Finding long-term care without breaking the bank

Few things are certain in life, although the need for long-term care comes pretty close. Seven out of 10 Americans are likely to need long-term care at some point in their lives, according to government statistics.

Yet most Americans are unaware of those odds. In a recent survey of people age 45 to 64 by PlanBeyond, a website offering financial, health care, and legal advice for the end of life, two-thirds underestimated the likelihood that they would require long-term care. More worrisome, perhaps, was that 33 percent of those age 55 to 64 said they would rely on Medicare to pay for long-term care, even though Medicare generally does not cover those costs.

As a result, many people approaching retirement age are less likely to plan effectively for long-term care, and may wind up putting themselves at financial risk. People age 55 and over accounted for almost 1 in 4 medical bankruptcies in 2013, according to research by Nerdwallet.

That may be why the most commonly cited source of long-term care is family and loved ones, said Laura Troyani, founder of PlanBeyond. But that comes with a downside.

"It will be some of the better care you are ever going to get, but it does place a huge burden on your loved ones," she said.

Huge is right. Some 43.5 million American adults served as unpaid caregivers over a 12-month period, according to a 2015 report published by the AARP Public Policy Institute. And almost half of family caregivers spend more than $5,000 a year on expenses related to caregiving, a Caring.com survey found.

It may become harder to turn to family members in the future, though, as people start families later and have fewer children. The mean age when American women now have their first child is 26, up from 25 in 2000.

Going outside the family for care can be punishingly expensive, however. In a pricey city such as New York, a year in a semi-private room in a nursing home can run upwards of $180,000, according to a survey by Genworth. (The cost is lower in a Midwestern state such as Ohio, but the state median of over $76,000 is hardly a bargain.)

The good news is that you have various options to pay for long-term care if you plan ahead.

Perhaps the most obvious way to cover your costs is with long-term care insurance. These policies may pay for everything from occupational therapy to respite care and nursing homes, but they are not cheap.

And the cost of long-term care insurance has been rising as insurers have faced rising life expectancies. Some have stopped writing policies, and that has also fed a rise in prices. The rate for a 55-year-old couple with normal health is about $2,466 per year. For a couple age 60 it's $3,381, according to the American Association for Long Term Care Insurance.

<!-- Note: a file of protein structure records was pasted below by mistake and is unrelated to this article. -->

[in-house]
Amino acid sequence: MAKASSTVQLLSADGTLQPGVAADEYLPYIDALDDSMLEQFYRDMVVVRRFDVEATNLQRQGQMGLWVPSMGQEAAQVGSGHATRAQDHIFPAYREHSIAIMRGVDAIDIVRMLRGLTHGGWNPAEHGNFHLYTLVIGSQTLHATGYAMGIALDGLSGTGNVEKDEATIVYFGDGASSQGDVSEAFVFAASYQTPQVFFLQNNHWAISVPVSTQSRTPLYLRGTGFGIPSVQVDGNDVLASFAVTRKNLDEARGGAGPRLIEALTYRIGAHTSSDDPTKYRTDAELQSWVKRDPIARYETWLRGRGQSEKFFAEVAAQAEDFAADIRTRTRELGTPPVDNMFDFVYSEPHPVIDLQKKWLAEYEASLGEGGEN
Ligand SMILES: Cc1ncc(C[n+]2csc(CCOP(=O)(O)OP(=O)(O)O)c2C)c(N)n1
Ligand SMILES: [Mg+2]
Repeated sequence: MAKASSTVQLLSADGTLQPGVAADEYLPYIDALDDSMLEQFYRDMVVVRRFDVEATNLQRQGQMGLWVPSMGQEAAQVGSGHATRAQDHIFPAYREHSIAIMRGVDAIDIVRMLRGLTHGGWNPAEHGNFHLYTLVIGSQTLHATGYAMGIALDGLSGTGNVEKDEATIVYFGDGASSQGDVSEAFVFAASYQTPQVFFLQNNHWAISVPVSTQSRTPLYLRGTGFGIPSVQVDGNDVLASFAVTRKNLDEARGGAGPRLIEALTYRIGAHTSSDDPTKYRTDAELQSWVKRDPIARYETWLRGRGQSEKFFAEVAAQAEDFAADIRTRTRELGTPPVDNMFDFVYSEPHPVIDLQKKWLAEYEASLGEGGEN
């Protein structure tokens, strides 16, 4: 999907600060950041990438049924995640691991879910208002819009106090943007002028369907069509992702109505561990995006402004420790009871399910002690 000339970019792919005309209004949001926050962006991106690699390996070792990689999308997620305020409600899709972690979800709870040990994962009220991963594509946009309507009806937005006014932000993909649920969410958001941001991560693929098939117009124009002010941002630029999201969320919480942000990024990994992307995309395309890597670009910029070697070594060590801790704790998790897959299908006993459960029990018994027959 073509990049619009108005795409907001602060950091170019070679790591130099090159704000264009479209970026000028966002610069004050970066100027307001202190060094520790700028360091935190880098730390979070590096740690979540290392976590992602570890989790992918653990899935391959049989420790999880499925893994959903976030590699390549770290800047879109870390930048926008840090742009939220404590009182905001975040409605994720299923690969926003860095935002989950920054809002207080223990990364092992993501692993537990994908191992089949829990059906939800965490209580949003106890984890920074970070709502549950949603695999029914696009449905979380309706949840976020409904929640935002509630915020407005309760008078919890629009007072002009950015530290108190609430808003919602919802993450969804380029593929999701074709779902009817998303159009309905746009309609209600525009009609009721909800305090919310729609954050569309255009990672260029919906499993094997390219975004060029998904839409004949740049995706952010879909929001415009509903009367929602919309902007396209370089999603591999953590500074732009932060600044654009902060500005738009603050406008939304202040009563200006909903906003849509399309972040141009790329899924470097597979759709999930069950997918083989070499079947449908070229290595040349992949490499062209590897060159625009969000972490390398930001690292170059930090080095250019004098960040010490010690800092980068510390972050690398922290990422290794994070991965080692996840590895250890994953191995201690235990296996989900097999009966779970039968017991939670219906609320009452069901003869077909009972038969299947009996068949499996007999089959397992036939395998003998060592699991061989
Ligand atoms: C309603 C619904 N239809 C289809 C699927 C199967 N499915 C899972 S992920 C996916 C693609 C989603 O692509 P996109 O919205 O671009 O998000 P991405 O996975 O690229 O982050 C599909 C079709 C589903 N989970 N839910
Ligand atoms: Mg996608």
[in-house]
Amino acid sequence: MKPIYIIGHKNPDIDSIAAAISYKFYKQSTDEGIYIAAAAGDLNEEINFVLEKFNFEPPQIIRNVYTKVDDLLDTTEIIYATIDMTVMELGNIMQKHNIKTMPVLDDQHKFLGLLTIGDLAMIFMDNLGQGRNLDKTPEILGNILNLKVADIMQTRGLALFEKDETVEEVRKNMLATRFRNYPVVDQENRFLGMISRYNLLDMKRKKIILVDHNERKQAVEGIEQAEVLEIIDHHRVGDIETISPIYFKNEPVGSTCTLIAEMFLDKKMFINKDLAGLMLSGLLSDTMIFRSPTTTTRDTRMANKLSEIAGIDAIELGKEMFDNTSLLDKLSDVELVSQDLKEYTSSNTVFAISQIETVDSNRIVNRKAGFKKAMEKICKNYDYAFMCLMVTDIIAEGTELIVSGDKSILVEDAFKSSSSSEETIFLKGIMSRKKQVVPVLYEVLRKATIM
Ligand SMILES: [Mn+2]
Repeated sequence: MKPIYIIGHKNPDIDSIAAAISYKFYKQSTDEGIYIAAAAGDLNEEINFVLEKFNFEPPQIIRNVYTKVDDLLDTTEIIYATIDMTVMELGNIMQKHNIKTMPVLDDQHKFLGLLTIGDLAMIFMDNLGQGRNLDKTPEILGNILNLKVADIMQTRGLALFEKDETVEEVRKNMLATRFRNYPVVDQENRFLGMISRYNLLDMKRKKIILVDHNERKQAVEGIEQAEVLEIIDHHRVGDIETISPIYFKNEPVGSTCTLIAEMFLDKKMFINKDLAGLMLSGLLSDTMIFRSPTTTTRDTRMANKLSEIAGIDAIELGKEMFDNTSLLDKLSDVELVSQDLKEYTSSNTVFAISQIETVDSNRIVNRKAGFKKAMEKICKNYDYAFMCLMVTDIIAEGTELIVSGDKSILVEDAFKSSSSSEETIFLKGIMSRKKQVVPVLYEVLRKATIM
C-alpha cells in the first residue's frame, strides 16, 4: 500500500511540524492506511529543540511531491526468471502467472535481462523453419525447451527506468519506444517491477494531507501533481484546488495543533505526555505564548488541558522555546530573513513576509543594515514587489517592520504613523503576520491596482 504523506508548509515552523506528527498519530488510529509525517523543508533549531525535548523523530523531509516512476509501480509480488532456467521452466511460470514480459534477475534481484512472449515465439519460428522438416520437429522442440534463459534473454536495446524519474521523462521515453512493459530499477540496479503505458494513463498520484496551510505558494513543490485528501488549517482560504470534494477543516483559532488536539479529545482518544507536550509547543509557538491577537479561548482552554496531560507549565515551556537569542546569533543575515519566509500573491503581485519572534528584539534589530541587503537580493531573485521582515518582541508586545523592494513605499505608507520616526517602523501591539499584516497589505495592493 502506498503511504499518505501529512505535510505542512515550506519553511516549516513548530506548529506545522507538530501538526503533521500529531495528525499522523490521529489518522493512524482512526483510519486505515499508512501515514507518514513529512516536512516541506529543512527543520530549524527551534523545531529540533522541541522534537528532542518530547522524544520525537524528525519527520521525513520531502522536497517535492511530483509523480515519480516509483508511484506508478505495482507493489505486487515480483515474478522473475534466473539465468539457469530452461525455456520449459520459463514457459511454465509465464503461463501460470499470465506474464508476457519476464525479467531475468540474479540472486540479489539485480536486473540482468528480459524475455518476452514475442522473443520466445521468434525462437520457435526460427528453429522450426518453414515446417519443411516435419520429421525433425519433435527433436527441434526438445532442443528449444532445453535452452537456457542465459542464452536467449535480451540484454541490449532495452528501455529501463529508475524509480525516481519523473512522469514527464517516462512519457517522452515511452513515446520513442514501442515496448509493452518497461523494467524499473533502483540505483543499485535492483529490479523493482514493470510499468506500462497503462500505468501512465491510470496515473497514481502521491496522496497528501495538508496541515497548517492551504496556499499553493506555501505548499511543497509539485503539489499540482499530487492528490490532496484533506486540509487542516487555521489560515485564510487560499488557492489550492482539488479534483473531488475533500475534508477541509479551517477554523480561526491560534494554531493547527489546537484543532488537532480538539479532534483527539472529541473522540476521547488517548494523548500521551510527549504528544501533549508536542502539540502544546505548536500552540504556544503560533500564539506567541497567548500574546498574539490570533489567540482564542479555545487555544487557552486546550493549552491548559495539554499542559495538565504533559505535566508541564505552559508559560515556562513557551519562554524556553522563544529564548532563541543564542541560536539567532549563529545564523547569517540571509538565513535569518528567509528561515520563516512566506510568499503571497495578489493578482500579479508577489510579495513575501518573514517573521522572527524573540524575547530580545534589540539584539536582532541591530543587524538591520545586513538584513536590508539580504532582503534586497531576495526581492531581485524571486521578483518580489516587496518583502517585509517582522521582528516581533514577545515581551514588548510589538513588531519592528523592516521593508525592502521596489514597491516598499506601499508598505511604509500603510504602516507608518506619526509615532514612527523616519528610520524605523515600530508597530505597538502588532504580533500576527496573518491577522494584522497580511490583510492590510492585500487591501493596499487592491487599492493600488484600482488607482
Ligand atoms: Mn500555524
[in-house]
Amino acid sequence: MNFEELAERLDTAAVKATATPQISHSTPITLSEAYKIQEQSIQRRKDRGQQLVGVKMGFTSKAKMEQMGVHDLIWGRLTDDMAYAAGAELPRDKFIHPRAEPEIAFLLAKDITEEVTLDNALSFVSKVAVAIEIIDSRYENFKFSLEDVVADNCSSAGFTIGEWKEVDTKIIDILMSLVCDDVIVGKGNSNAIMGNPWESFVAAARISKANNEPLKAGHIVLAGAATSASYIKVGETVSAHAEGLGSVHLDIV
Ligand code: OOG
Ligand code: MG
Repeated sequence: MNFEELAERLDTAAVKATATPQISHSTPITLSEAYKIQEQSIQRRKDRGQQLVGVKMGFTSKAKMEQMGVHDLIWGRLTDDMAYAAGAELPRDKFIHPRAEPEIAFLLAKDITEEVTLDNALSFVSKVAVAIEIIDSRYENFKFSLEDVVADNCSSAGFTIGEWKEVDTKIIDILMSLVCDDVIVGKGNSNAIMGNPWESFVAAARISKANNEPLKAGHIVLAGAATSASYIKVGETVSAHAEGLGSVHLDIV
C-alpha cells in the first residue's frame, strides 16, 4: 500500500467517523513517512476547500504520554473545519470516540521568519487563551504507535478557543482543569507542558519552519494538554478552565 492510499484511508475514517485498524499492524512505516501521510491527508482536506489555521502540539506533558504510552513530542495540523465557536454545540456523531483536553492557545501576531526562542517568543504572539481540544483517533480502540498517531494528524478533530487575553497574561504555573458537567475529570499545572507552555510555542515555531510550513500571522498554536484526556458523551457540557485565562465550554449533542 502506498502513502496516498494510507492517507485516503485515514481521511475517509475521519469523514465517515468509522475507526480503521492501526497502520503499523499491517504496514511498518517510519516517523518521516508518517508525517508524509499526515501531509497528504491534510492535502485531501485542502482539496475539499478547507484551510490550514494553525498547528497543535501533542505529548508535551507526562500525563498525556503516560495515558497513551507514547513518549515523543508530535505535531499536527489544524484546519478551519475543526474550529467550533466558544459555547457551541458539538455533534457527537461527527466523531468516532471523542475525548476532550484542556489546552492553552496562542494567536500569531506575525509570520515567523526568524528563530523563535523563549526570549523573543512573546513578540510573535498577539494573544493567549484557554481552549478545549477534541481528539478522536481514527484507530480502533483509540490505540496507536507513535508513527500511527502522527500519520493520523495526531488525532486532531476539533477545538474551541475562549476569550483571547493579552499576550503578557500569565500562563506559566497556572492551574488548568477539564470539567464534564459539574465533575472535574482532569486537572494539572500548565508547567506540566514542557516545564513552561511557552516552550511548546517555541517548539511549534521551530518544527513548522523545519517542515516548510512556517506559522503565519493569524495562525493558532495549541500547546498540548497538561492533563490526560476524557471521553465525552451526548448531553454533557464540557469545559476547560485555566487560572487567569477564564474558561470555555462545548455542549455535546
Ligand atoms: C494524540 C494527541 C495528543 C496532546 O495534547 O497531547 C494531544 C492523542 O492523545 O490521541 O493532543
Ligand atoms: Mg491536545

Given those figures, it's not surprising that only about 13 percent of single people buy long-term care insurance.

Another way to pay for long-term care is with a universal life insurance policy. This option will pay you something no matter what happens to you, Troyani said.

"You can draw down on the interest and principal if you need it, but if you don't, you have something left to leave to your heirs," she said. These insurance policies can come with high fees and complicated terms, however, so make sure you understand the fine print.

That warning also applies to annuities, another potential way to pay for long-term care. Various companies offer longevity annuities, which start paying out at age 80 or 85, and can provide income to help cover the cost of care in later life. Another option is a single premium immediate annuity, which as the name suggests, begins paying out immediately — an option that could be especially valuable for people with health issues that might make an immediate income stream more important.

Annuity payments are closely tied to overall interest rates, however. And today, "the interest rates tend to be really, really crummy," Troyani said.

Senior couple long term care
Hinterhaus Productions | Getty Images

Barring tremendous medical advances, demand for long-term care is almost certain to rise. The Census Bureau expects the number of Americans aged 65 and older to reach 83.7 million in 2050, from 43.1 million in 2012. But that could conceivably spur more people to plan ahead.

Fidelity has seen a 25 percent increase year over year in the number of people calling with questions about retirement planning, and the discussion often leads to questions of long-term care, said Kathleen Murphy, president of personal investing at the firm. People with assets under $1 million may purchase an annuity to cover some potential long-term care costs if they do not already have long-term care insurance.

"Awareness has grown," Murphy said. And that in itself is the first step toward protecting yourself.